Below is a discussion of few important applications of such links with examples as to how it can help in improving the living standards of the people residing in those remote and rural areas.
The population of Pakistan has more than tripled over a span of 66 years. Being an agricultural country a big majority of our people are still living in rural areas. However due to lack of schools and teachers quite a substantial number of people in rural areas are still illiterate. The literacy rate in the country is still around 50%.
A broadband link can help overcome the problem of the lack of teachers by remotely conducting a class (single location) or classes (multiple locations) in the specialized areas of science and mathematics. Such a facility must not be just limited to high school or intermediate level. With today’s technological capabilities it is absolutely not an issue to conduct an interactive class in a village from a remote location, such as a big town or city.
The purpose is not only to provide an education in a particular field rather the same quality of education as available to the students in cities like Karachi, Lahore, Quetta, Multan, Islamabad or Peshawar. The same setup can also be used for adult education both for men and women. USA have already initiated similar programmes with the help of US Department of Education (ED), Federal Communications Commission (FCC) and Rural Utilities Service (RUS). To support rural the national goal of broadband connectivity in rural schools and community centres in USA funding resources are available from FCC School and Libraries/E-Rate Program, Universal Services Fund now known as Connect America Fund and Broadband Technology Opportunities Program (BTOP) to name a few.
Similarly both in UK and Australia Community and Distance Learning Projects for rural areas have been launched with great success during the last few years. One of the aims of such projects in Australia was to provide education to aboriginals, who still prefer to live in remotely located villages and towns. Rural and Remote Education has provided help not only to the students rather also the teachers, who benefit in getting professional advice from their counterparts in bigger towns and cities.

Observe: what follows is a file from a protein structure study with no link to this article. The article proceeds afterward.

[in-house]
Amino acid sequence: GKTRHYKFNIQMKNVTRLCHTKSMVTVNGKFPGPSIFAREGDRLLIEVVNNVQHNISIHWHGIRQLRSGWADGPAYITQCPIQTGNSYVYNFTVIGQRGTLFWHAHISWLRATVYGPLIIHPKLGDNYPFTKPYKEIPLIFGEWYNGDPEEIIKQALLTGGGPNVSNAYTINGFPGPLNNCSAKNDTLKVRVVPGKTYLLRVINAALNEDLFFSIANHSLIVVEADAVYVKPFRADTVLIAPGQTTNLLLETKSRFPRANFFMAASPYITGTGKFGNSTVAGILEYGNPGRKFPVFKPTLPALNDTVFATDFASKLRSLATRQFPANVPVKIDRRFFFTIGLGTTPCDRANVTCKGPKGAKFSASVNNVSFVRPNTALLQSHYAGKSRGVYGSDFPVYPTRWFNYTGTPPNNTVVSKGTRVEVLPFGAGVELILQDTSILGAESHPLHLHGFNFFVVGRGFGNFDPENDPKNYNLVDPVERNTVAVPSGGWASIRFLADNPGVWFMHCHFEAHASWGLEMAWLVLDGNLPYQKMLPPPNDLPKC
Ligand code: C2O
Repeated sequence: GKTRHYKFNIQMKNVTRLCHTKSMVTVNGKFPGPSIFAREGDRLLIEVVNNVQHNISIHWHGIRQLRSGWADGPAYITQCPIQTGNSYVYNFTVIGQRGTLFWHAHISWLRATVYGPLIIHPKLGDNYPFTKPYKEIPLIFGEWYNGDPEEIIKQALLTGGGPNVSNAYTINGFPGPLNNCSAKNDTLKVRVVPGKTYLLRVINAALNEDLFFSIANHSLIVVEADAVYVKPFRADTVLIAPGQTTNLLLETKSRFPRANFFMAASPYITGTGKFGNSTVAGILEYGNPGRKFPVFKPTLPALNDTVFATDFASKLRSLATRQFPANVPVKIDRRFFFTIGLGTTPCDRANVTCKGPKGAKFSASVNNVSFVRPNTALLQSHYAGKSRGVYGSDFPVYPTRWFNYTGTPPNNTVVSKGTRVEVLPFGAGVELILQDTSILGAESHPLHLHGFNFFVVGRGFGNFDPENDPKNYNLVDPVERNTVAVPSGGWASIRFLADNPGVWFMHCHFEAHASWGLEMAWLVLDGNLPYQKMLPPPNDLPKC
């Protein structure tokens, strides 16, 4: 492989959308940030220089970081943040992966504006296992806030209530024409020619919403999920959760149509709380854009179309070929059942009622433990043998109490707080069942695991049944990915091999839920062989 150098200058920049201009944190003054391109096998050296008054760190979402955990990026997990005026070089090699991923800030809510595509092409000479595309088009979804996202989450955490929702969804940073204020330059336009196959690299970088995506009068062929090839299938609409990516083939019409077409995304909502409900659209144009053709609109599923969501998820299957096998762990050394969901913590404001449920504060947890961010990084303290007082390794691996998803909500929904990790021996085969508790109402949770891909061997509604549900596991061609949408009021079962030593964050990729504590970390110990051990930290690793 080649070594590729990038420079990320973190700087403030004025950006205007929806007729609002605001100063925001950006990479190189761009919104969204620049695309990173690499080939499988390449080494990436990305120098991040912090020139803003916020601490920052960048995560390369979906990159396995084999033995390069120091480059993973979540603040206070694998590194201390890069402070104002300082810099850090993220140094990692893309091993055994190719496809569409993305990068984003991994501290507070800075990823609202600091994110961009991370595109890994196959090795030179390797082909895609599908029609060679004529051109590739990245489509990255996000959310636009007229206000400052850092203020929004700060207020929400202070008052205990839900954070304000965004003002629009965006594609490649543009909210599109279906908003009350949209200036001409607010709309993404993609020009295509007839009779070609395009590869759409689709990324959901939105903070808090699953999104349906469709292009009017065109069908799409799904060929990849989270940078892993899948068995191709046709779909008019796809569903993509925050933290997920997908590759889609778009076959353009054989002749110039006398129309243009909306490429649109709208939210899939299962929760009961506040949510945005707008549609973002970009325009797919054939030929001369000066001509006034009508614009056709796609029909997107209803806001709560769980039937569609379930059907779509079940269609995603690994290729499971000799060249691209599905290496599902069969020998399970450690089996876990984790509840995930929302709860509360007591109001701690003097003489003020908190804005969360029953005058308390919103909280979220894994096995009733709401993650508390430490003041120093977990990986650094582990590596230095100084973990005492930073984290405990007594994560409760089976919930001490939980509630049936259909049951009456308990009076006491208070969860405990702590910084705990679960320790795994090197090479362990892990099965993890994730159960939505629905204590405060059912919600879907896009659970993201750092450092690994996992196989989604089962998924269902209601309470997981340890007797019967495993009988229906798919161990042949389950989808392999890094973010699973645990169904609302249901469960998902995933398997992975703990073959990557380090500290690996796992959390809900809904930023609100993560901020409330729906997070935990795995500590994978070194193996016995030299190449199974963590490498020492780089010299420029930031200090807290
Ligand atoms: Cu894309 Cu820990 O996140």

Telemedicine and telehealth
Telemedicine is the use of telecommunication broadband services in providing not just essential rather also life saving medical services to the people living in distant rural communities. If the electronic information and broadband telecommunication technologies are used to support long distance clinical healthcare, patient health related education and public health administration, it is known as telehealth. In other words telehealth refers to a broader scope of remote healthcare services than telemedicine.
Telemedicine according to American Telemedicine Association (ATA) is in practise for over forty years. However it got the impetus with the start of broadband services via Optic Fibre few years ago such as data, video and IPTV. Bloomberg Businessweek in an article on telemedicine reported that 10 million American benefited directly by Telemedicine over a period of 12 months from 2012 to 2013. According to this article high quality images provide enough details for medical professionals to make diagnoses.
India is using Satellite based communication techniques such as VSAT (Very Small Aperture Terminal) system for providing telemedicine to some rural and remote areas. Patient information and medical images are mostly sent in advance to the specialist doctor. Real Time Imaging via VSAT is a tedious and time consuming process due to bandwidth limitations. Images are sent in the form of Digital Data Packets. These images once received at the specialist centre must be reconstructed (additional time, hardware and software required) so that the specialist doctor can perform the diagnosis and suggest appropriate treatment.
World Health Organisation (WHO) in its report ‘Telemedicine, Opportunities and developments in Member States’ has also acknowledged the benefits of telemedicine / telehealth in providing clinical support by using various types of information and communication technologies to overcome the geographical barriers in order to improve the health outcome of the people. Industrialized countries e.g. UK, Scandinavia, North America and Australia are using telemedicine not only to provide the diagnosis and clinical treatment of most common illnesses to people living in remote areas but also to remotely monitor (heart rate, blood pressure, blood glucose level etc.) and manage patients with acute and chronic illnesses.